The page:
4. Inspiration. There are many sources of inspiration on a retreat. For one, being around other creatives always inspires me, even if it's for two hours at a lunch or an evening event. I leave conference every year wanting more, needing to write, processing gazillions of creative thoughts that sprang up because I was in that mental space required to be creative. A week away, surrounded by other writers, would certainly inspire me in countless ways. In addition, for me at least, getting back to nature, back to the basics, always gets those creative juices flowing. Riding a horse out on the range, learning how to care for a horse, viewing the gorgeous surroundings on the ranch. All of those things appeal to me, to an ignored part of me that yearns for more of that type of experience. And then, of course, if you've got an accomplished facilitator/instructor, you'll be inspired by them. I know that I look at what Page Lambert has accomplished and am already inspired.

BY OCAL, clker.com
5. Relaxation. There's nothing like leaving behind your usual rigors. It's why people like vacations. Even a vacation that involves physical work is a break from the daily grind. And this goes back to number 1, above. Getting away from all the things on that honey-do list, those to-do's that seem to pile up with no relief in sight, is divine in and of itself. For moms, when we're home we're always on. There's cleaning, homework help, making lunches, packing backpacks, bathing kids, feeding the family, doing laundry, reading to kids, helping in the classroom, so on and so forth. Even when they're in bed, I'm dealing with something, preparing something, thinking about something I need to do the next day. And every one of us has the same sort of thing. Dads, non-parents, everyone. It's work, or it's parenting, or it's volunteering, or it's family, or it's a combination of these and a billion other things. We all need to get away some time.

I don't know if I talked you into a retreat, but it's certainly sounding good to me. The one I want to go to is in June, so no way for me to save up in time for that, but maybe next year or the year after. I know Page has been doing this for 17 years, and I can only hope she'll keep doing it for many years more.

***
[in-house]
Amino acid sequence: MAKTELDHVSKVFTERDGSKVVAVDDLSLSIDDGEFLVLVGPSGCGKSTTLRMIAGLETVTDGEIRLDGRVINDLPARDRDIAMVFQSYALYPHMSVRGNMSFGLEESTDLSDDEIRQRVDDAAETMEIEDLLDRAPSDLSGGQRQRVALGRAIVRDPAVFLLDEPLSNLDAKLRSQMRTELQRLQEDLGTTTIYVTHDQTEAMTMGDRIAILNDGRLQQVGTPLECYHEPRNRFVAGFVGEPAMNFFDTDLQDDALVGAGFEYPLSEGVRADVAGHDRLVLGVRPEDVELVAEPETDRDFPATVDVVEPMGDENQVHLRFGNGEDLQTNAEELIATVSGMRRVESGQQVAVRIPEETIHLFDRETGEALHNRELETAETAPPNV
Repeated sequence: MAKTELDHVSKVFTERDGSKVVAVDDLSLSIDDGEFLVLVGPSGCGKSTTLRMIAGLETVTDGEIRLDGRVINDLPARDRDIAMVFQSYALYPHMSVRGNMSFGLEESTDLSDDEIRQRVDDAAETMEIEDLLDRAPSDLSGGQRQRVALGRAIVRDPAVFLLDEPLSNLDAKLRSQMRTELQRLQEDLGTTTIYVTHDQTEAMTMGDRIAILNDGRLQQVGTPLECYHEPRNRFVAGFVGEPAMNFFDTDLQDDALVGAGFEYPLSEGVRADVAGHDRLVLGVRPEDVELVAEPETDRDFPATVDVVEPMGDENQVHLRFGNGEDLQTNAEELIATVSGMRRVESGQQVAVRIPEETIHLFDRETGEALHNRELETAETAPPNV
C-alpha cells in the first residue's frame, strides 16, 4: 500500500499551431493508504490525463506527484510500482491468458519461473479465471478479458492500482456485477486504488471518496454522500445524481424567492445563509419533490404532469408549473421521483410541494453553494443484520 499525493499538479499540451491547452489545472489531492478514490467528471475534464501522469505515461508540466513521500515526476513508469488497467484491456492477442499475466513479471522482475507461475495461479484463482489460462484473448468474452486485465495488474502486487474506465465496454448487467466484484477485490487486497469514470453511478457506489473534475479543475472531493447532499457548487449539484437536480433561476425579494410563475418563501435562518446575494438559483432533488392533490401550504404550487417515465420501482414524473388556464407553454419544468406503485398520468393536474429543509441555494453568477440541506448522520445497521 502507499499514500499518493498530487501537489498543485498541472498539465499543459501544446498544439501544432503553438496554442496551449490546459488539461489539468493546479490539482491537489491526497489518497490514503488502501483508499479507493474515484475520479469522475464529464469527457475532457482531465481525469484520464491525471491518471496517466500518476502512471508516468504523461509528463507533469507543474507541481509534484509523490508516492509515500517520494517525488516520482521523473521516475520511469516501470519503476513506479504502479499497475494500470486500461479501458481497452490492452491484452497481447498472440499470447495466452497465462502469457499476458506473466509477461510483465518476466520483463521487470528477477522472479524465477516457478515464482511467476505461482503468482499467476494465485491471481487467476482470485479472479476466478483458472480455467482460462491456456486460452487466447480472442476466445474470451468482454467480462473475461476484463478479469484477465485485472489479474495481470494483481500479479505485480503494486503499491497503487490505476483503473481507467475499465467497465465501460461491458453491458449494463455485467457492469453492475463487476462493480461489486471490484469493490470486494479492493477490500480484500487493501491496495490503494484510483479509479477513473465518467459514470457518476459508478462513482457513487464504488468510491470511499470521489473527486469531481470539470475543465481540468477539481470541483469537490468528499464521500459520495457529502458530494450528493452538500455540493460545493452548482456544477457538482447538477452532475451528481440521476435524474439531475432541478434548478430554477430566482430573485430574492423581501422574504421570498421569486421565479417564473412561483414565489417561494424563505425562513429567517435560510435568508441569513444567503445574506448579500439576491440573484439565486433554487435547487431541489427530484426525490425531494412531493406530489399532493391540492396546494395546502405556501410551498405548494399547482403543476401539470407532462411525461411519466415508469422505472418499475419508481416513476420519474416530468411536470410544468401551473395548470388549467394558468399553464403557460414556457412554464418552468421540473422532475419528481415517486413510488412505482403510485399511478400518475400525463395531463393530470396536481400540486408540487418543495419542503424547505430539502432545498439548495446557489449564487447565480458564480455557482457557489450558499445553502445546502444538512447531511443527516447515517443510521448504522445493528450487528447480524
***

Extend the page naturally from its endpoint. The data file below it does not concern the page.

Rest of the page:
Something else I'd love to do some day is maybe put together a retreat for Pikes Peak Writers. And I can't do that until I've experienced it and seen it from the other side, right? RIGHT?! Or is that just what I'm telling myself?

Can you tell how badly I want to go to do this??

Have you been on a writing retreat before? Did you like it? What did you like/not like about it? What would be your optimal writing retreat? Did you see any benefits I didn't mention here?

May you find your Muse.


24 comments:

  1. I would LOVE to go on a writing retreat! The ones you've mentioned sound fabulous, but I have a hard time spending money on myself, too. Hopefully someday. Only 18 years until the kids are outta the house so the hubby and I can focus on us :)

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  2. I attended a weeklong Breakout Novel Intensive put on by Donald Maass and Free Expressions, and it was amazing! It was definitely intense! :)

    I met great people - loved being surrounded by writers and readers! I received feedback on my work from Donald, other editors and fellow attendees. I learned so much about the craft of writing I thought my head would explode...in a good way. :)

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  3. I've never been on one. But as you pointed out, just like a vacation it's an escape from the routine. No job, no housework, nothing!

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  4. A writer's retreat sounds great. I've looked into a couple too, one even came to me! Like you, I have a lot of reasons I don't do them, not yet. It's on my 'to do' list. In time it will happen and I'll probably get hooked! I'll be like the girl from American Pie starting every sentence with, "One time at writer's retreat..." Ha! :)

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  5. Sounds so self-indulgent! What a great thing! I forgot about that. Thanks for the reminder.

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  6. You sold me!
    Looking forward to your review.

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  7. I sure hope you get to go someday soon. If all you've said here is an indication of what a Writers Retreat is all about...then I'll be here for your Post Retreat Review. What I'm sayin' is you go...tell me about it and I'll feel like I've been (vicariously).

    I'll do the same for you...You are interested in a Quilting Retreat...right?

    Great post...wow, a writers dream!

    Sue CollectInTexasGal
    Blue Monday~Texas Chicken Farm Photography

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  8. I've never been on a writing retreat but I've always wanted to rent a cabin in the mountains and get away with my hubby. He could mountain bike during the day and I could write. We'd be in heaven.